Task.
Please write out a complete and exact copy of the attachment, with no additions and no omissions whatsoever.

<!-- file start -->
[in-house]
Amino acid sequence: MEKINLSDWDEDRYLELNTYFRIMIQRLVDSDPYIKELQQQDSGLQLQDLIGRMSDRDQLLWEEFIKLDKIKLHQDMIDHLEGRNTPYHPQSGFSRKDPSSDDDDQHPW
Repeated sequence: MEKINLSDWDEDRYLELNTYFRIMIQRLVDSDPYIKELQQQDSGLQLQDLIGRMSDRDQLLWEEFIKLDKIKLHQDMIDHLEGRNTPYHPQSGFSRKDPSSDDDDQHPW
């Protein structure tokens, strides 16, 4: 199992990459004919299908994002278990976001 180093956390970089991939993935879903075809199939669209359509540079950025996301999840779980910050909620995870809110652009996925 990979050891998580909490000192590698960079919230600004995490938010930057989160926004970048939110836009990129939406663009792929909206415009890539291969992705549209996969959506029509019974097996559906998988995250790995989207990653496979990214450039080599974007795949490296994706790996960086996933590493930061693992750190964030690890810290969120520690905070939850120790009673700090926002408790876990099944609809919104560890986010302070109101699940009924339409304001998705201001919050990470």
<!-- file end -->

[in-house]
Amino acid sequence: MEKINLSDWDEDRYLELNTYFRIMIQRLVDSDPYIKELQQQDSGLQLQDLIGRMSDRDQLLWEEFIKLDKIKLHQDMIDHLEGRNTPYHPQSGFSRKDPSSDDDDQHPW
Repeated sequence: MEKINLSDWDEDRYLELNTYFRIMIQRLVDSDPYIKELQQQDSGLQLQDLIGRMSDRDQLLWEEFIKLDKIKLHQDMIDHLEGRNTPYHPQSGFSRKDPSSDDDDQHPW
């Protein structure tokens, strides 16, 4: 199992990459004919299908994002278990976001 180093956390970089991939993935879903075809199939669209359509540079950025996301999840779980910050909620995870809110652009996925 990979050891998580909490000192590698960079919230600004995490938010930057989160926004970048939110836009990129939406663009792929909206415009890539291969992705549209996969959506029509019974097996559906998988995250790995989207990653496979990214450039080599974007795949490296994706790996960086996933590493930061693992750190964030690890810290969120520690905070939850120790009673700090926002408790876990099944609809919104560890986010302070109101699940009924339409304001998705201001919050990470």